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NGO failure and the need to bring back the state

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  • S. Akbar Zaidi

    (Karachi, Pakistan)

Abstract

One of the many reasons why non-governmental organizations (NGOs) were considered to be part of the alternative development paradigm, was because the state, its institutions, and public policy, were unable to address a host of issues of underdevelopment. NGOs mushroomed in every corner of the globe, with substantial amounts of multilateral and bilateral funds being diverted through them for developmental purposes. NGOs were perceived to be a panacea for much of the ills that affect underdeveloped countries, and were supposed to do development in a way very different from the way the state pursued these objectives. They were thought to be participatory, community-oriented, democratic, cost effective, and better at targeting the poorest of the poor. However, in recent years, the halo of saintliness around NGOs has almost disappeared, and there is wide acknowledgement of the inability of NGOs to deliver what was expected from them. This paper after analysing the shortcomings of NGOs and the reasons and causes for their failure, suggests that there is need to bring the state back into development once again, with emphasis on reform of the nature of the state. Acknowledging that the state has failed, it argues that the only alternate to state failure is the state itself. Copyright © 1999 John Wiley & Sons, Ltd.

Suggested Citation

  • S. Akbar Zaidi, 1999. "NGO failure and the need to bring back the state," Journal of International Development, John Wiley & Sons, Ltd., vol. 11(2), pages 259-271.
  • Handle: RePEc:wly:jintdv:v:11:y:1999:i:2:p:259-271 DOI: 10.1002/(SICI)1099-1328(199903/04)11:2<259::AID-JID573>3.0.CO;2-N
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    References listed on IDEAS

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    1. Kaimowitz, David, 1993. "The role of nongovernmental organizations in agricultural research and technology transfer in Latin America," World Development, Elsevier, vol. 21(7), pages 1139-1150, July.
    2. Wiggins, Steve & Cromwell, Elizabeth, 1995. "NGOs and seed provision to smallholders in developing countries," World Development, Elsevier, vol. 23(3), pages 413-422, March.
    3. Meyer, Carrie A., 1995. "Opportunism and NGOs: Entrepreneurship and green north-south transfers," World Development, Elsevier, vol. 23(8), pages 1277-1289, August.
    4. Meyer, Carrie A., 1992. "A step back as donors shift institution building from the public to the "private" sector," World Development, Elsevier, vol. 20(8), pages 1115-1126, August.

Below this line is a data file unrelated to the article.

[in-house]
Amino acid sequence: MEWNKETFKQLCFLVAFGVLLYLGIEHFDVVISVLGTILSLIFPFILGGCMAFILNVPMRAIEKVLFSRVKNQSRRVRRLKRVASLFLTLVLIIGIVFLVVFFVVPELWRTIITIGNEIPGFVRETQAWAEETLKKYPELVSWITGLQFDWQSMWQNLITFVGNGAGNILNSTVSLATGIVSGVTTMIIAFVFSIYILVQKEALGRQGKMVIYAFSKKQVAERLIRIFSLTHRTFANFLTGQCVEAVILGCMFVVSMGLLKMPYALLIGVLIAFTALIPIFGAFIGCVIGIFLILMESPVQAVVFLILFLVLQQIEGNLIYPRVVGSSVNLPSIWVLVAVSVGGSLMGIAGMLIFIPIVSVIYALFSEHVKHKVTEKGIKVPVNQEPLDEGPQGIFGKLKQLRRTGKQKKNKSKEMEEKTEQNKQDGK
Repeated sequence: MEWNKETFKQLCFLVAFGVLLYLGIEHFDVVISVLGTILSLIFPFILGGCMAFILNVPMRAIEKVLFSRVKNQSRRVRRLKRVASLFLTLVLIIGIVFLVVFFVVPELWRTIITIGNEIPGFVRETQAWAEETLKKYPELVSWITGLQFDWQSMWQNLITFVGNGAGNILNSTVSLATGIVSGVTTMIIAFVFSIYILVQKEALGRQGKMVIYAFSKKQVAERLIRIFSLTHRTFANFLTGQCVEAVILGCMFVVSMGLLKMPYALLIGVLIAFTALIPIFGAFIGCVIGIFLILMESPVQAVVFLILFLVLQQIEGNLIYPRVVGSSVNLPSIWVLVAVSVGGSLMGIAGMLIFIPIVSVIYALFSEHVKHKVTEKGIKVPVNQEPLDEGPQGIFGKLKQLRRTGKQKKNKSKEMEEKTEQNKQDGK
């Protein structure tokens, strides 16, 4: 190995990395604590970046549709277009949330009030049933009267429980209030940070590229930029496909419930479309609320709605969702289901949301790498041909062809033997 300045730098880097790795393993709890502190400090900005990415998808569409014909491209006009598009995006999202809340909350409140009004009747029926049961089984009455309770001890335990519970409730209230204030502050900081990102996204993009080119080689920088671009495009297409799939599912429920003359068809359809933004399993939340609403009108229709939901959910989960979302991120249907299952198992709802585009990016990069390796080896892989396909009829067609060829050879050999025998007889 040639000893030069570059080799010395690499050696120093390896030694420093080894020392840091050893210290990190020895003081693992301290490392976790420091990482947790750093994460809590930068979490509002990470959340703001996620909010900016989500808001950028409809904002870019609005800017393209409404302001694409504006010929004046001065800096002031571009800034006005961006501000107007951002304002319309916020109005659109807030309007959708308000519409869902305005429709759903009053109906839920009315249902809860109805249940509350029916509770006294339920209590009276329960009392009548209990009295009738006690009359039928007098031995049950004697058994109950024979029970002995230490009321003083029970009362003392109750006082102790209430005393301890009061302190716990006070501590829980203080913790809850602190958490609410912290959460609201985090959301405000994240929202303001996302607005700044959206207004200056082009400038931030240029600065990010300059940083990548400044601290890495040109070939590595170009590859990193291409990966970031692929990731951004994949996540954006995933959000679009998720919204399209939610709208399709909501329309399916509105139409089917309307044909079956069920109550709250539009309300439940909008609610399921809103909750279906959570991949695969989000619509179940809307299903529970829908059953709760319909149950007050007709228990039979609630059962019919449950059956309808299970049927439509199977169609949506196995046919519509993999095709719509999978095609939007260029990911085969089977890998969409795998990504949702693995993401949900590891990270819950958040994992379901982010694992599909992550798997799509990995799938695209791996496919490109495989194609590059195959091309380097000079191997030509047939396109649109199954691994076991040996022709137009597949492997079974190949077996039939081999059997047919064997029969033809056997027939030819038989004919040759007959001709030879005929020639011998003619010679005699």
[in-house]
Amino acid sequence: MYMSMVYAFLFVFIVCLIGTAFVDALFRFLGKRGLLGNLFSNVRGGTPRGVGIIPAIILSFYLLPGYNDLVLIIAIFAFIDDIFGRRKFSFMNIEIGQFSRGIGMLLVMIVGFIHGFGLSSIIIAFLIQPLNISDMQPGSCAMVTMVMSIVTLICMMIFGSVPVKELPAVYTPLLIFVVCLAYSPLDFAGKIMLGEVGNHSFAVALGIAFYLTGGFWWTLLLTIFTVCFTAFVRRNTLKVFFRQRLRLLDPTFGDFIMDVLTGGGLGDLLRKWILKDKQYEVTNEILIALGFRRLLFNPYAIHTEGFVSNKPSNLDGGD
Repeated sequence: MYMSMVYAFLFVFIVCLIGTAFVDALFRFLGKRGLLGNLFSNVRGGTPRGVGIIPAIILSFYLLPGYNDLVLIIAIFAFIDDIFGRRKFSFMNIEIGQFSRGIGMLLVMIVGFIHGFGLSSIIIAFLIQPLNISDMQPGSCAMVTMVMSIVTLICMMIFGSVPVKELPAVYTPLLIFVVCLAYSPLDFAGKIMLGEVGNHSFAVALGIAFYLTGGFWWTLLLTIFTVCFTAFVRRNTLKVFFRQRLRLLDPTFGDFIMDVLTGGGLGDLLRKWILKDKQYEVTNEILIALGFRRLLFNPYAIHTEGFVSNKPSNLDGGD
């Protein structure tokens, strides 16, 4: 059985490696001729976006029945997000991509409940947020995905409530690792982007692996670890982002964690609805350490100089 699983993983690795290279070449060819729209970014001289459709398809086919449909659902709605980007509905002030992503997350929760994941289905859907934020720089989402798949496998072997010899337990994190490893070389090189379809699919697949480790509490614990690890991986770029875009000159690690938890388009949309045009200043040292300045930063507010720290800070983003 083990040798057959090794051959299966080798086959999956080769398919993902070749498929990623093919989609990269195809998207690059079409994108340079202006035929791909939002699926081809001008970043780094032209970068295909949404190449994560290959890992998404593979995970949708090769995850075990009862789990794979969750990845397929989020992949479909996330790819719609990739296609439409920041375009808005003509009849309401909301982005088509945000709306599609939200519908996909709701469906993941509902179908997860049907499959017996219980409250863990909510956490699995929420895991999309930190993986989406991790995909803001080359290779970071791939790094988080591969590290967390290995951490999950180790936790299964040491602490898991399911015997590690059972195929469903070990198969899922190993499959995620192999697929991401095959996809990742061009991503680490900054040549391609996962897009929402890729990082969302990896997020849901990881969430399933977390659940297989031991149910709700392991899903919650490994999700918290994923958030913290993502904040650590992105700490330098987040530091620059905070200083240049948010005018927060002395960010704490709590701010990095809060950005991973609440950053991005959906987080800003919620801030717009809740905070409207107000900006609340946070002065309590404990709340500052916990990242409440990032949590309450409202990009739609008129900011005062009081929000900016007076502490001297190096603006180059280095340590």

5. Bratton, Michael, 1989. "The politics of government-NGO relations in Africa," World Development, Elsevier, vol. 17(4), pages 569-587, April.
    6. Uphoff, Norman, 1993. "Grassroots organizations and NGOs in rural development: Opportunities with diminishing states and expanding markets," World Development, Elsevier, vol. 21(4), pages 607-622, April.
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    Cited by:

    1. Will, Matthias Georg & Pies, Ingo, 2014. "Discourse and regulation failures: The ambivalent influence of NGOs on political organizations," Discussion Papers 2014-2, Martin Luther University of Halle-Wittenberg, Chair of Economic Ethics.
    2. Kilby, Patrick, 2006. "Accountability for Empowerment: Dilemmas Facing Non-Governmental Organizations," World Development, Elsevier, vol. 34(6), pages 951-963, June.
    3. Baral, Nabin & Stern, Marc J. & Bhattarai, Ranju, 2008. "Contingent valuation of ecotourism in Annapurna conservation area, Nepal: Implications for sustainable park finance and local development," Ecological Economics, Elsevier, vol. 66(2-3), pages 218-227, June.
    4. Evan Thomas & Bernard Amadei, 2010. "Accounting for human behavior, local conditions and organizational constraints in humanitarian development models," Environment, Development and Sustainability: A Multidisciplinary Approach to the Theory and Practice of Sustainable Development, Springer, pages 313-327.
    5. Jabeen, Sumera, 2016. "Do we really care about unintended outcomes? An analysis of evaluation theory and practice," Evaluation and Program Planning, Elsevier, pages 144-154.
    6. repec:ibn:ibrjnl:v:10:y:2017:i:11:p:129-138 is not listed on IDEAS
    7. Ramanath, Ramya, 2014. "Ethical implications of resource-limited evaluations: Lessons from an INGO in the eastern Democratic Republic of Congo," Evaluation and Program Planning, Elsevier, pages 25-37.

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